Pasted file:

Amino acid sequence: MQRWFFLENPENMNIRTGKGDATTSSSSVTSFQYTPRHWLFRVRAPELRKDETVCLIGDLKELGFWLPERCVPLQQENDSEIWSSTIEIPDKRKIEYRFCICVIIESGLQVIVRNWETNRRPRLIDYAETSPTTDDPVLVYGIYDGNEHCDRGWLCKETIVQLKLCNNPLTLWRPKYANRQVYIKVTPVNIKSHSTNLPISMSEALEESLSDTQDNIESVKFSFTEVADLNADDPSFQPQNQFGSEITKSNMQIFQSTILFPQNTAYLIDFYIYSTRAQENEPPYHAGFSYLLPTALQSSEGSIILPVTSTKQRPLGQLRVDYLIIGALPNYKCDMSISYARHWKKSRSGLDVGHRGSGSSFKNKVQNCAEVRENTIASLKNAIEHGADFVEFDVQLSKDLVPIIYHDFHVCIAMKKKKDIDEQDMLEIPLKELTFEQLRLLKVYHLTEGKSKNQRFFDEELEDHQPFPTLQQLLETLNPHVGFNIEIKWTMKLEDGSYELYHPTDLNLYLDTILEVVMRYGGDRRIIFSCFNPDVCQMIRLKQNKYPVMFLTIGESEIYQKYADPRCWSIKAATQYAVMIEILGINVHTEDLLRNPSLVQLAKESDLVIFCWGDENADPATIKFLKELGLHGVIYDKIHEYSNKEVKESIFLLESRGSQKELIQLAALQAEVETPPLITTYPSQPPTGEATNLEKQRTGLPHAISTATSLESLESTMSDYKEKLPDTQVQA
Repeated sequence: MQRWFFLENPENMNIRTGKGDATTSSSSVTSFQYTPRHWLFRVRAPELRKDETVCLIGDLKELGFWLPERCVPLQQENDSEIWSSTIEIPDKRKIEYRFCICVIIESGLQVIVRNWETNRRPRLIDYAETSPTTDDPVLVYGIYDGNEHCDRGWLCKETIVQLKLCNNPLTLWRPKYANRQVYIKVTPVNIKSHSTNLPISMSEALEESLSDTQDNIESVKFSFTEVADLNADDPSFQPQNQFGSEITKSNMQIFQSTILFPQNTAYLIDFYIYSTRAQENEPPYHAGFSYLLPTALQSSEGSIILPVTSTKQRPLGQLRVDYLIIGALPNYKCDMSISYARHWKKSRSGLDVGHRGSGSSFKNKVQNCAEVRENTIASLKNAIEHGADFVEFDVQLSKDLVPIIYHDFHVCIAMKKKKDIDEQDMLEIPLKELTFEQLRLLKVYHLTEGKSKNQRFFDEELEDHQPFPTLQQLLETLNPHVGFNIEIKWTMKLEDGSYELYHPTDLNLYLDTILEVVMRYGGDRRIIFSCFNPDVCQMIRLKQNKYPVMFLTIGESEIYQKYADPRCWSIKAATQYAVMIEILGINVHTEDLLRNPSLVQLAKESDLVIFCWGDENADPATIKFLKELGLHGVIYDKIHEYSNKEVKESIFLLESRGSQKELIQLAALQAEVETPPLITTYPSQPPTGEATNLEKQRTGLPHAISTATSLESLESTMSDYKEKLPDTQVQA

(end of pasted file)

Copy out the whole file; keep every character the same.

Amino acid sequence: MQRWFFLENPENMNIRTGKGDATTSSSSVTSFQYTPRHWLFRVRAPELRKDETVCLIGDLKELGFWLPERCVPLQQENDSEIWSSTIEIPDKRKIEYRFCICVIIESGLQVIVRNWETNRRPRLIDYAETSPTTDDPVLVYGIYDGNEHCDRGWLCKETIVQLKLCNNPLTLWRPKYANRQVYIKVTPVNIKSHSTNLPISMSEALEESLSDTQDNIESVKFSFTEVADLNADDPSFQPQNQFGSEITKSNMQIFQSTILFPQNTAYLIDFYIYSTRAQENEPPYHAGFSYLLPTALQSSEGSIILPVTSTKQRPLGQLRVDYLIIGALPNYKCDMSISYARHWKKSRSGLDVGHRGSGSSFKNKVQNCAEVRENTIASLKNAIEHGADFVEFDVQLSKDLVPIIYHDFHVCIAMKKKKDIDEQDMLEIPLKELTFEQLRLLKVYHLTEGKSKNQRFFDEELEDHQPFPTLQQLLETLNPHVGFNIEIKWTMKLEDGSYELYHPTDLNLYLDTILEVVMRYGGDRRIIFSCFNPDVCQMIRLKQNKYPVMFLTIGESEIYQKYADPRCWSIKAATQYAVMIEILGINVHTEDLLRNPSLVQLAKESDLVIFCWGDENADPATIKFLKELGLHGVIYDKIHEYSNKEVKESIFLLESRGSQKELIQLAALQAEVETPPLITTYPSQPPTGEATNLEKQRTGLPHAISTATSLESLESTMSDYKEKLPDTQVQA
Repeated sequence: MQRWFFLENPENMNIRTGKGDATTSSSSVTSFQYTPRHWLFRVRAPELRKDETVCLIGDLKELGFWLPERCVPLQQENDSEIWSSTIEIPDKRKIEYRFCICVIIESGLQVIVRNWETNRRPRLIDYAETSPTTDDPVLVYGIYDGNEHCDRGWLCKETIVQLKLCNNPLTLWRPKYANRQVYIKVTPVNIKSHSTNLPISMSEALEESLSDTQDNIESVKFSFTEVADLNADDPSFQPQNQFGSEITKSNMQIFQSTILFPQNTAYLIDFYIYSTRAQENEPPYHAGFSYLLPTALQSSEGSIILPVTSTKQRPLGQLRVDYLIIGALPNYKCDMSISYARHWKKSRSGLDVGHRGSGSSFKNKVQNCAEVRENTIASLKNAIEHGADFVEFDVQLSKDLVPIIYHDFHVCIAMKKKKDIDEQDMLEIPLKELTFEQLRLLKVYHLTEGKSKNQRFFDEELEDHQPFPTLQQLLETLNPHVGFNIEIKWTMKLEDGSYELYHPTDLNLYLDTILEVVMRYGGDRRIIFSCFNPDVCQMIRLKQNKYPVMFLTIGESEIYQKYADPRCWSIKAATQYAVMIEILGINVHTEDLLRNPSLVQLAKESDLVIFCWGDENADPATIKFLKELGLHGVIYDKIHEYSNKEVKESIFLLESRGSQKELIQLAALQAEVETPPLITTYPSQPPTGEATNLEKQRTGLPHAISTATSLESLESTMSDYKEKLPDTQVQA